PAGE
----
Every investor would love to stumble upon the perfect stock. But will you ever really find a stock that provides everything you could possibly want?
One thing's for sure: You'll never discover truly great investments unless you actively look for them. Let's discuss the ideal qualities of a perfect stock and then decide whether Nokia (NYS: NOK) fits the bill.
The quest for perfection
Stocks that look great based on one factor may prove horrible elsewhere, making due diligence a crucial part of your investing research. The best stocks excel in many different areas, including these important factors:
Growth. Expanding businesses show healthy revenue growth. While past growth is no guarantee that revenue will keep rising, it's certainly a better sign than a stagnant top line.
Margins. Higher sales mean nothing if a company can't produce profits from them. Strong margins ensure that company can turn revenue into profit.
Balance sheet. At debt-laden companies, banks and bondholders compete with shareholders for management's attention. Companies with strong balance sheets don't have to worry about the distraction of debt.
Money-making opportunities. Return on equity helps measure how well a company is finding opportunities to turn its resources into profitable business endeavors.
Valuation. You can't afford to pay too much for even the best companies. By using normalized figures, you can see how a stock's simple earnings multiple fits into a longer-term context.
Dividends. For tangible proof of profits, a check to shareholders every three months can't be beat. Companies with solid dividends and strong commitments to increasing payouts treat shareholders well.
With those factors in mind, let's take a closer look at Nokia.
What We Want to See
Pass or Fail?
5-Year Annual Revenue Growth > 15%
1-Year Revenue Growth > 12%
Gross Margin > 35%
Net Margin > 15%
Debt to Equity < 50%
Current Ratio > 1.3
Return on Equity > 15%
Normalized P/E < 20
Current Yield > 2%
5-Year Dividend Growth > 10%
3 out of 9
Source: S&P Capital IQ. NM = not meaningful because of negative earnings. Total score = number of passes.
Since we looked at Nokia last year, the company has lost a point. But the downturn the mobile giant has suffered has been far worse than that score suggests, as a huge contraction in revenue and its loss of profitability have sent Nokia's shares plunging more than 60% in the past year.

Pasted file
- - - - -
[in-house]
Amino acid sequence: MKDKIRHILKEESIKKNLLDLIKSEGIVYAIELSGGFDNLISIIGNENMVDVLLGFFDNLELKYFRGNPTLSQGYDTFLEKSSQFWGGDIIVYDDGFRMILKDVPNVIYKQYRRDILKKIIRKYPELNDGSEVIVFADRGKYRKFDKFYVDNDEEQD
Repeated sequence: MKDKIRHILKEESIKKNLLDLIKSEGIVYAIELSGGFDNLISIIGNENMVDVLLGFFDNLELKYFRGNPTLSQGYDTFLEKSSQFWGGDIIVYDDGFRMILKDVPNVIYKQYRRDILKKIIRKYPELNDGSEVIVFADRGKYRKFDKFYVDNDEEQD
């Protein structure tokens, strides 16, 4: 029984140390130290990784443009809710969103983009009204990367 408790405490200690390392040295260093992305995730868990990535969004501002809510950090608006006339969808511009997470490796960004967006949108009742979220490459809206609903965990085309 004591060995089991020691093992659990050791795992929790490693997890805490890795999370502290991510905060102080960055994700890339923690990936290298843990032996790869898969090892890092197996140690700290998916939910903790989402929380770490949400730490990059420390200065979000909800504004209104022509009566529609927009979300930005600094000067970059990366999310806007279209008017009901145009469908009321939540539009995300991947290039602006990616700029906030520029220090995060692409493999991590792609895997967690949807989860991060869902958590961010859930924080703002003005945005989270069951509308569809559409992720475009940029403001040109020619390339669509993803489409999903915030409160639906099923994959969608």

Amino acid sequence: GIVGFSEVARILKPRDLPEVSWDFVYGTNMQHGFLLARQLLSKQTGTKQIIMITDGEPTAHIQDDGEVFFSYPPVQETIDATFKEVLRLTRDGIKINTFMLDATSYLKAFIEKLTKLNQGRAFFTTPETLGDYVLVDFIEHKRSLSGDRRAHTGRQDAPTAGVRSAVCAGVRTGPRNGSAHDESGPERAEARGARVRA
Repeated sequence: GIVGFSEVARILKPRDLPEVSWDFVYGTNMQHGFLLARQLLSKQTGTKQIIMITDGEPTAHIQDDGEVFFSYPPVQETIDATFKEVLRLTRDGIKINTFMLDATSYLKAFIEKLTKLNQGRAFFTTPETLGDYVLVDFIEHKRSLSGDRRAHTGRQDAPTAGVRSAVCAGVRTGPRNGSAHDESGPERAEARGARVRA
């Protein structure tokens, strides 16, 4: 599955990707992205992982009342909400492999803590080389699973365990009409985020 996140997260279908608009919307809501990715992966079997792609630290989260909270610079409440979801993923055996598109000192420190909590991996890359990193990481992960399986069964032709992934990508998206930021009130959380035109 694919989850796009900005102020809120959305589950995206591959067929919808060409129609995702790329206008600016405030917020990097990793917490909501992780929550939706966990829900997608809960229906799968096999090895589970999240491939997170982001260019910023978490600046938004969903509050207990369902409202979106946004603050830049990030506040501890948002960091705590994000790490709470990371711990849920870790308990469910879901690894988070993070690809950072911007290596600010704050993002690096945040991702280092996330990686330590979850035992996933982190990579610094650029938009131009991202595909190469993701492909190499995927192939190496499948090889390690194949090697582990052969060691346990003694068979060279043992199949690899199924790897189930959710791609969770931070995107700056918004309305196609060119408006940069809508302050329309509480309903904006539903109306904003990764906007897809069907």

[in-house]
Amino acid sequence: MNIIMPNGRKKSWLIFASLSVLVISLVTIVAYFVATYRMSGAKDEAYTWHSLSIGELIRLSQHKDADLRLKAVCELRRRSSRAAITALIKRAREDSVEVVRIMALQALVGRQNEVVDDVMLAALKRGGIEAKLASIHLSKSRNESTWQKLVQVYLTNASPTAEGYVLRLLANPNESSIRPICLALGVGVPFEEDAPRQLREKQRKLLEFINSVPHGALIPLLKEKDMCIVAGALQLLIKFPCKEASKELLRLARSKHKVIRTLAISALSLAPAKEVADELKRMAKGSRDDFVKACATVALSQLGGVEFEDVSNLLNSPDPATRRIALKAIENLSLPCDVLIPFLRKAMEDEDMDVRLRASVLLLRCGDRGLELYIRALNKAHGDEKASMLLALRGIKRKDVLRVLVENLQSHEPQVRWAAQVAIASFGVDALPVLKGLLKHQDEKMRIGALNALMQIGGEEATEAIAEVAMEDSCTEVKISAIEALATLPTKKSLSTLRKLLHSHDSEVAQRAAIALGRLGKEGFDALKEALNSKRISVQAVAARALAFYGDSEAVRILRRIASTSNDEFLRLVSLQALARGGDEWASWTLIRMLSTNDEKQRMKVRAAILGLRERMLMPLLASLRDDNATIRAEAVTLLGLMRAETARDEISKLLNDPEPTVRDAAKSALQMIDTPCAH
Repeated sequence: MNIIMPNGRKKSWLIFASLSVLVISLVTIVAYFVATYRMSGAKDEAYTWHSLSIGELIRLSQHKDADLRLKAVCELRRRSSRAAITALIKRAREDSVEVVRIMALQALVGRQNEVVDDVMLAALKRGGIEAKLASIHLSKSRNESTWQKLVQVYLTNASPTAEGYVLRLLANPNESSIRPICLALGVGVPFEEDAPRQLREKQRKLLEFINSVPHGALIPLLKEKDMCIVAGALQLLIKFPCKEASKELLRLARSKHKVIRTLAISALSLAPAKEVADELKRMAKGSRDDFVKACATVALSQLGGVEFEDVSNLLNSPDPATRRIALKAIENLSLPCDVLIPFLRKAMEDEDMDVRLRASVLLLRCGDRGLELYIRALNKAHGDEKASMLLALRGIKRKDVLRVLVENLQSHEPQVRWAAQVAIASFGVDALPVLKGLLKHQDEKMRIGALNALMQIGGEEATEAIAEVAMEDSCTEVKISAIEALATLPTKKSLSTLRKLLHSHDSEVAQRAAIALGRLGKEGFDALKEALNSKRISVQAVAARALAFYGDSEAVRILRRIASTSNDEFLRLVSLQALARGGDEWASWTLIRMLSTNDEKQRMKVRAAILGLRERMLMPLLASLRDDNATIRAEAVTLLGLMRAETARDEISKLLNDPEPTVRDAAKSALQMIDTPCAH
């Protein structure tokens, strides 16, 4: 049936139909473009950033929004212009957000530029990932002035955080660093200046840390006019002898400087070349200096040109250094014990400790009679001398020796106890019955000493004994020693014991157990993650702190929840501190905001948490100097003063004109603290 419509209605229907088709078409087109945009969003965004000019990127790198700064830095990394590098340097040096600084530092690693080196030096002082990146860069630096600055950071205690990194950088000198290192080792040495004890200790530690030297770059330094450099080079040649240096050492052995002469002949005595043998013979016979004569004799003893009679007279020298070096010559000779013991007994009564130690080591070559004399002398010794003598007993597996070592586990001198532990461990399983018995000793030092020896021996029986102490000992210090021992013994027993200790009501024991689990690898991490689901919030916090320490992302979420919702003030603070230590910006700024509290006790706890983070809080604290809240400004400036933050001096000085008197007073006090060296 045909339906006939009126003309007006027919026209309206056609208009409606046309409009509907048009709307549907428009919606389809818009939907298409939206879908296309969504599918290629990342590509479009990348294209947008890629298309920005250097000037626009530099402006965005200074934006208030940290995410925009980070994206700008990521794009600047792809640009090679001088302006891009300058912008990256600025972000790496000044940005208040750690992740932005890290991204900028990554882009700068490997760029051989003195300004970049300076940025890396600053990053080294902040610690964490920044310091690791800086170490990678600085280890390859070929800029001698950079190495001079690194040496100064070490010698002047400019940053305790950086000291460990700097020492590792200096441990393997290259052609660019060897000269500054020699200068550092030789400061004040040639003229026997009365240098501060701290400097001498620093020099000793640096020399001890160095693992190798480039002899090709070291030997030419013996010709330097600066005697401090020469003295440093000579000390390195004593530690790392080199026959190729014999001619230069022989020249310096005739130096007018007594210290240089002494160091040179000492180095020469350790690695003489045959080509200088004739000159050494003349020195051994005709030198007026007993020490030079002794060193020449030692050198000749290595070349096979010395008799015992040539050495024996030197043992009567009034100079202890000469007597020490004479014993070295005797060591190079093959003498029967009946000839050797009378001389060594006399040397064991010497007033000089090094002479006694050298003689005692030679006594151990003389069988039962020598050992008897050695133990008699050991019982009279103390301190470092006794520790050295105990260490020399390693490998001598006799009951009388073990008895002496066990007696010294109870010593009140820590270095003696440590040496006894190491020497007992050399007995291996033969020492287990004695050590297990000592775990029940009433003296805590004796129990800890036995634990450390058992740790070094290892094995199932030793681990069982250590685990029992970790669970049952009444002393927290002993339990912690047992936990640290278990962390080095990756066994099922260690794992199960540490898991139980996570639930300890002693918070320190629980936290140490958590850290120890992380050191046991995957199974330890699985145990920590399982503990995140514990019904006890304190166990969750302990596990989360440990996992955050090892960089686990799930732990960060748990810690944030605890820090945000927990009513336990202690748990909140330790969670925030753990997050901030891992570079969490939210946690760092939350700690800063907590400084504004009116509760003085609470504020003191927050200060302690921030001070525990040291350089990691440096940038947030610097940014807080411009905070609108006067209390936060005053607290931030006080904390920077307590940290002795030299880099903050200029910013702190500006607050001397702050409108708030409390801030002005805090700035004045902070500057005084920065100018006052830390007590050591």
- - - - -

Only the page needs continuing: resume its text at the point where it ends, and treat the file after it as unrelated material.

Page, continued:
For years, Nokia was the largest mobile-phone seller in the world. With a focus on low-priced models, the company took advantage of the boom in cellular phone networks as a cheaper way to build out communications infrastructure than extensive landline development in emerging-market countries. But in the first quarter of 2012, Nokia gave up its No. 1 position in mobile to Samsung.
More importantly, Nokia has lagged in the faster-growing smartphone segment, where Samsung and Apple (NAS: AAPL) are duking it out for supremacy. With those two giants now commanding a majority of smartphone market share, Nokia and Research In Motion (NAS: RIMM) have suffered huge share losses in the past year, with RIM seeing its share cut in half and Nokia dropping from a 23.8% share to just 8.2%.
Nokia is trying to reverse that trend. With its partnership with Microsoft (NAS: MSFT) , Nokia hopes that Windows-powered smartphones will be able to eat into Apple's and Samsung's revenue. The partnership gave AT&T (NYS: T) exclusive rights to sell its Lumia 900 smartphone, and with AT&T having incentives to deflate Apple's iPhones to put it in a more favorable bargaining position with respect to subsidies, its efforts to market the Lumia will obviously help Nokia.
For Nokia to start thriving again, it needs the Lumia to do well and provide a foundation for building sales in high-growth areas like China. Yet even with plans to introduce a Windows 8 tablet, Nokia still faces an uphill battle, and investors are rapidly losing patience with the struggling phone-maker.
No stock is a sure thing, but some stocks are a lot closer to perfect than others. By looking for the perfect stock, you'll go a long way toward improving your investing prowess and learning how to separate out the best investments from the rest.
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At the time thisarticle was published Fool contributorDan Caplingerdoesn't own shares of the companies mentioned in this article. The Motley Fool owns shares of Microsoft and Apple.Motley Fool newsletter serviceshave recommended buying shares of and creating bull call spread positions in Apple and Microsoft. We Fools don't all hold the same opinions, but we all believe that considering a diverse range of insights makes us better investors. The Fool has adisclosure policy.
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